Digital businesses in the Australian states of New South Wales, Queensland and Tasmanian have seen their annual turnover jump by up to 13 per cent, even as Australians’ online spending dropped by more than $124 million across the Asia Pacific nation.
The first Digital Economy Index released by payments fintech Airwallex shows Australians have spent $124.1 million less online than a year ago as people buy fewer clothes and products online, and redirect their spending into booking travel and signing up for education courses.
What were the findings of Airwallex’s research?
The Index estimates that online businesses in NSW have seen a 12.94% jump in turnover over the last year, while those in Queensland have jumped 6.14% and Tasmania by 1.9%. Victoria online businesses saw a 25% hit to turnover, SA was down by 13.6% and WA by 36%.
While the boom in New South Wales was driven by an increase in local e-commerce income, Queensland and Tasmania benefitted from more online tourism spending. Victorian online businesses slumped from a lag in attracting the education dollar, while the South Australia and Western Australia declines appear to be driven by lower tourism spending.
In the past 12 months, online spending on Australian education and travel businesses doubled and quadrupled respectively as the demand for services after the COVID pandemic ramped up. Aussie technology businesses have also seen turnover jump by more than 17 per cent.
Key highlights from the digital index
Online spending is on the decline. Aussies’ online spending has dropped by more than $124 million nationwide in the past year. However, three states have seen an increase in online spending as the Index estimates that online businesses in NSW have seen a 12.94% jump in turnover last year, while those in Queensland have jumped 6.14% and Tasmania by 1.9%.
On the other hand, three states have seen a sharp drop in online spending. This was evident as the online businesses in the state of Victoria saw a 25% hit to their turnover. Online businesses in South Australia had a turnover down by 13.6% whereas Western Australia declined by 36%.
Education and travel spending is on the up. Australians are buying fewer clothes and products through e-commerce, and redirecting their online spending into booking travel and signing up for education courses. Last year, online spending on Aussie education and travel businesses doubled and quadrupled respectively as demand for services post-COVID ramped up.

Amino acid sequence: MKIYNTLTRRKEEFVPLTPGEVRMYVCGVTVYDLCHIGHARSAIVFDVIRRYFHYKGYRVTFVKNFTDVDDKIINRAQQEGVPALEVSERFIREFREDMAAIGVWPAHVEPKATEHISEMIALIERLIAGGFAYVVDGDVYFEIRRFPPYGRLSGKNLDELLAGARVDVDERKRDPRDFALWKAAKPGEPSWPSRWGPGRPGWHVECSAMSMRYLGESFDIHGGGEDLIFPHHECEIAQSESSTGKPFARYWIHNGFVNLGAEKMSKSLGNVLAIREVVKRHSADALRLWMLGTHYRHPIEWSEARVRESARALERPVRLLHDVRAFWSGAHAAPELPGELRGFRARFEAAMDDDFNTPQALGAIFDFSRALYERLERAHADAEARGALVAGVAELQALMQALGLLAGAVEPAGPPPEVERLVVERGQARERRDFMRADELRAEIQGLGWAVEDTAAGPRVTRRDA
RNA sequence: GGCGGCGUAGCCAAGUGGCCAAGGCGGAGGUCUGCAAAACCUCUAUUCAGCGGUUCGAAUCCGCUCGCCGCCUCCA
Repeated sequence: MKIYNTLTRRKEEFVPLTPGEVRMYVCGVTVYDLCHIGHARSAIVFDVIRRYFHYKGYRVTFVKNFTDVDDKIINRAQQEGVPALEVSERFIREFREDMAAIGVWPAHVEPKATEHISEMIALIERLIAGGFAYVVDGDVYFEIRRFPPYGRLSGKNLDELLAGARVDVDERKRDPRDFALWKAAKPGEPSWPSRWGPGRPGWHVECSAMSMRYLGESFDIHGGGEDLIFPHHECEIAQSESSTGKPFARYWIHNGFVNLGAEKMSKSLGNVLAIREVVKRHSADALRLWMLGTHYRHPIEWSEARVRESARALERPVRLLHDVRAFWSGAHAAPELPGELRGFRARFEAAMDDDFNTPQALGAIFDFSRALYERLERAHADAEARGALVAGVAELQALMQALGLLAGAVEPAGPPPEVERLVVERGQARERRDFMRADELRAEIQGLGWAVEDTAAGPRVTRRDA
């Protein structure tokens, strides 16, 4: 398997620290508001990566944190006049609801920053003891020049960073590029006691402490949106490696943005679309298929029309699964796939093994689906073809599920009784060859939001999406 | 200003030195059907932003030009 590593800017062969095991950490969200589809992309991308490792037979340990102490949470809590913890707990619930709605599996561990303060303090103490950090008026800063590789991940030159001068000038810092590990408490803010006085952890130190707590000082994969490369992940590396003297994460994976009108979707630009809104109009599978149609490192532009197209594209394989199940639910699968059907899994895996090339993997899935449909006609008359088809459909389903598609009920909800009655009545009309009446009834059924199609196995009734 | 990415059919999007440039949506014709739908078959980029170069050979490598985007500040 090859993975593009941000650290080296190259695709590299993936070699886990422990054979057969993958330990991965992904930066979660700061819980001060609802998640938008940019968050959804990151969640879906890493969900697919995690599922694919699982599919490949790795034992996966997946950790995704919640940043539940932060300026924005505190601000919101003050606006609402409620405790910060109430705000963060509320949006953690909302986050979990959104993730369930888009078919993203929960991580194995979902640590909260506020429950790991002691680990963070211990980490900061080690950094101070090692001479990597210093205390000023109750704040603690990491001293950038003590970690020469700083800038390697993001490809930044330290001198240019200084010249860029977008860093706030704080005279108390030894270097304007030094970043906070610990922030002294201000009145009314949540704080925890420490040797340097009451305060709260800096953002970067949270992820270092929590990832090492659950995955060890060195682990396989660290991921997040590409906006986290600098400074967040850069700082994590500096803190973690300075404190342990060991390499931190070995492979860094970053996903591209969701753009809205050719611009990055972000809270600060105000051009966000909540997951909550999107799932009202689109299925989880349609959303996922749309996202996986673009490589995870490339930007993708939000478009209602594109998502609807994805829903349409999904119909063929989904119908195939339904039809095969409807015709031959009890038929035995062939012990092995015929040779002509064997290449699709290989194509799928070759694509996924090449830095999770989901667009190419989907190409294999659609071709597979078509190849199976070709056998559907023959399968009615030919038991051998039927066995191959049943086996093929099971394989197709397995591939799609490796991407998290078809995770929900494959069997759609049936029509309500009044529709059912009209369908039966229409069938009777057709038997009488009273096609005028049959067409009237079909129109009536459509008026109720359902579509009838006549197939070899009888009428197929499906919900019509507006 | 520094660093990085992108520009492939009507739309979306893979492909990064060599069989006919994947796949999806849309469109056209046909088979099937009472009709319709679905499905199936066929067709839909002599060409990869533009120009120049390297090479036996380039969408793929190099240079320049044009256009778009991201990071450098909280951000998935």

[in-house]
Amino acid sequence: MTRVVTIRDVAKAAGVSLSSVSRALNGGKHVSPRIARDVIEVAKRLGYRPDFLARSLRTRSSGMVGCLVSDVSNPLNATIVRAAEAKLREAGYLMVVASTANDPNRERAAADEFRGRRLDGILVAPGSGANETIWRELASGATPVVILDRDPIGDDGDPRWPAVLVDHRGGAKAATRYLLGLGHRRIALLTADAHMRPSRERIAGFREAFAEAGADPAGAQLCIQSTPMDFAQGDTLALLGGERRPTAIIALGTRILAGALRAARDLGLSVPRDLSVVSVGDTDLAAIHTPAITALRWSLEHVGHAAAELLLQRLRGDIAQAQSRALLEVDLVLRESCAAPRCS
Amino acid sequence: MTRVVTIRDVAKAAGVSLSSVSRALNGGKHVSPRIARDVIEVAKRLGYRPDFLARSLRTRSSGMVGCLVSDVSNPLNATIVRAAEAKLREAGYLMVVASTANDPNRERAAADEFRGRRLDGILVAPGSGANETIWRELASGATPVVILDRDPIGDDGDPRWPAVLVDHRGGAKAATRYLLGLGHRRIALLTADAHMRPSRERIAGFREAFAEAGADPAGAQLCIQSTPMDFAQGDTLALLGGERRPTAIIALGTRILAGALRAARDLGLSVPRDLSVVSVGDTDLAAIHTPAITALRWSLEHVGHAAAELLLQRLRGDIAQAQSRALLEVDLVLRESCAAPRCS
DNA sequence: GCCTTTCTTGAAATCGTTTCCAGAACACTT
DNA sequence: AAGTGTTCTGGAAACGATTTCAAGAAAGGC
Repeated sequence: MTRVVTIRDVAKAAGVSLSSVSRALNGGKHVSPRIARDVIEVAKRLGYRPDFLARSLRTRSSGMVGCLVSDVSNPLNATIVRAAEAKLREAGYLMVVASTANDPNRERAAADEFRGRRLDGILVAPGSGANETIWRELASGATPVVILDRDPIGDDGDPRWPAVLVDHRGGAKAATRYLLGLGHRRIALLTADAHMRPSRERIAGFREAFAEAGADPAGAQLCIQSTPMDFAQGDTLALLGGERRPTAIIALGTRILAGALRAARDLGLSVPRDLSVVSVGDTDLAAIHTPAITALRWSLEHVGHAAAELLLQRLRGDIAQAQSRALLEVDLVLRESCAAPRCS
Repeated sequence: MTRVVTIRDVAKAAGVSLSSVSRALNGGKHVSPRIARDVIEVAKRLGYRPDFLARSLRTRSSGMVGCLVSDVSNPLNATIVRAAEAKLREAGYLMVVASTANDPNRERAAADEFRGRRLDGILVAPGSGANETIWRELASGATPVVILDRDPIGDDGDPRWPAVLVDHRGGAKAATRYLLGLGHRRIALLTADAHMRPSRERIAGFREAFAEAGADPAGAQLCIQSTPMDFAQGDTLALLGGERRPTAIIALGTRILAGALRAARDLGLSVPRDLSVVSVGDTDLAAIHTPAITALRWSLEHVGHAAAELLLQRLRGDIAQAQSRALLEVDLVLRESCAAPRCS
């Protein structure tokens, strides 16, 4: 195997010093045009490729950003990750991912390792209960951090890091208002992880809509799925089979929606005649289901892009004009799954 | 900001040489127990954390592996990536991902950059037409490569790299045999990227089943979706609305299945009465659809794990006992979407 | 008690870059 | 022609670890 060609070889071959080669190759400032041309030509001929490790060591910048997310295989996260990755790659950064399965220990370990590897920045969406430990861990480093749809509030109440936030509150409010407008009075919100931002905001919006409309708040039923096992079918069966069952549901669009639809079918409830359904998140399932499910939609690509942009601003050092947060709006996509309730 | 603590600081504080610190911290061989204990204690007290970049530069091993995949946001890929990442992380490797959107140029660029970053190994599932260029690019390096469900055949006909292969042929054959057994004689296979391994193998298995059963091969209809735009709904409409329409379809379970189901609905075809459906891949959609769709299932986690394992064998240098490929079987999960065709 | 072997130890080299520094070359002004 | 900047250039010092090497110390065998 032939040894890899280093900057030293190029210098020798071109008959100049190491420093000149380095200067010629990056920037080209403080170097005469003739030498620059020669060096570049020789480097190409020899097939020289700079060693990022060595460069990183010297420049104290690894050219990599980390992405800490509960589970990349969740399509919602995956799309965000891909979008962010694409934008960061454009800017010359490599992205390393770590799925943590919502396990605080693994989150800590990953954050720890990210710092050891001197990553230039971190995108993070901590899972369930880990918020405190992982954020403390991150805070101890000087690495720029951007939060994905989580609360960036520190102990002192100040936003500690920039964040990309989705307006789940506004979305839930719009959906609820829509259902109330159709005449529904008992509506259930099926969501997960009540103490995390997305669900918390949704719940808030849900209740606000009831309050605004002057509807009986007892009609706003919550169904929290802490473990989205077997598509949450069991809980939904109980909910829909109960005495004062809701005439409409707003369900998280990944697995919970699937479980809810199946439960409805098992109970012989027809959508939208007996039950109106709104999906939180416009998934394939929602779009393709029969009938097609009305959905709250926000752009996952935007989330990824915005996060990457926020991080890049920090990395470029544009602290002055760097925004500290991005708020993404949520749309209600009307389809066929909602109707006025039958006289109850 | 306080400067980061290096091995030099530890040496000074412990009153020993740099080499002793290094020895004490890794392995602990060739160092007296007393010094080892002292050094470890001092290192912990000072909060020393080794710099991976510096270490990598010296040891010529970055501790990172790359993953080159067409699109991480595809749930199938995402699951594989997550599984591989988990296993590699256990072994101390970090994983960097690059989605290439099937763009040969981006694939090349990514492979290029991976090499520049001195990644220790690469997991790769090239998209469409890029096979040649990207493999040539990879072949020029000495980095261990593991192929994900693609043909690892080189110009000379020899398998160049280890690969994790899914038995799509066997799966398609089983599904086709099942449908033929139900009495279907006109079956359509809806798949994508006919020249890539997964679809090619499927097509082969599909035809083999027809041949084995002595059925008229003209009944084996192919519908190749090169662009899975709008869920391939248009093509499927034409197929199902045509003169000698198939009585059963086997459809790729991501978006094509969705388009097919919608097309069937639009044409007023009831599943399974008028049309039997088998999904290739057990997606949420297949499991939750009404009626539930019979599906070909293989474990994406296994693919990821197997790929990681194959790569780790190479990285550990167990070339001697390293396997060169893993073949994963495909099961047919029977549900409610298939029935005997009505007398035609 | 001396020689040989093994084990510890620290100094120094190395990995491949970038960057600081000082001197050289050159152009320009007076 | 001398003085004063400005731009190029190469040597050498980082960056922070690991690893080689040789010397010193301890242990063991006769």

Furthermore, international demand for Aussie brands is dropping. There’s an alarm bell for some businesses that rely on international purchases, with the Index highlighting overseas sales dropped by 6% since last year, but domestic online consumption has made up for it. Local businesses are increasingly becoming Australians’ first choice for online shopping.
What are the thoughts of Airwallex on the index findings?
Airwallex Director of Strategy for ANZ, Amelia Hamer said the Digital Economy Index showed spending was flat with online businesses in Australia with a slight 0.07% annual decline, which highlighted they were holding up in the face of a negative economic outlook.
“Online businesses are holding more strongly than other parts of the economy but the data shows they aren’t immune from the economic headwinds the world is facing. The message from this data is if you’re going digital, you’re generally going strong,” Ms Hamer said.
She continued, “Especially compared to businesses that aren’t part of the digital economy where we’ve seen online business growth outpace the latest ABS data on turnover in almost every category, except retail or e-commerce. Figures indicate the post-COVID economic recovery is patchy, in full swing across some areas while SA, WA and Victoria struggle.”
“There’s an alarm bell for some businesses that rely on international purchases, with the Index highlighting they’ve dropped by 6 per cent since the previous year, but domestic online consumption has made up for it. Local businesses are increasingly becoming Australians’ first choice when it comes to online shopping,” Ms Hamer further commented.
“Consumers are still drawn to spend with digital brands, but their reliance on them has waned in the period after lockdowns. Australian online businesses need to work harder to find more opportunities to grow their income and revenue. Those smaller businesses that are still feeling the squeeze from the downturn need to keep focused on using the tools that will cut their costs, so they’re well positioned for when conditions pick up again,” Ms Hamer concluded.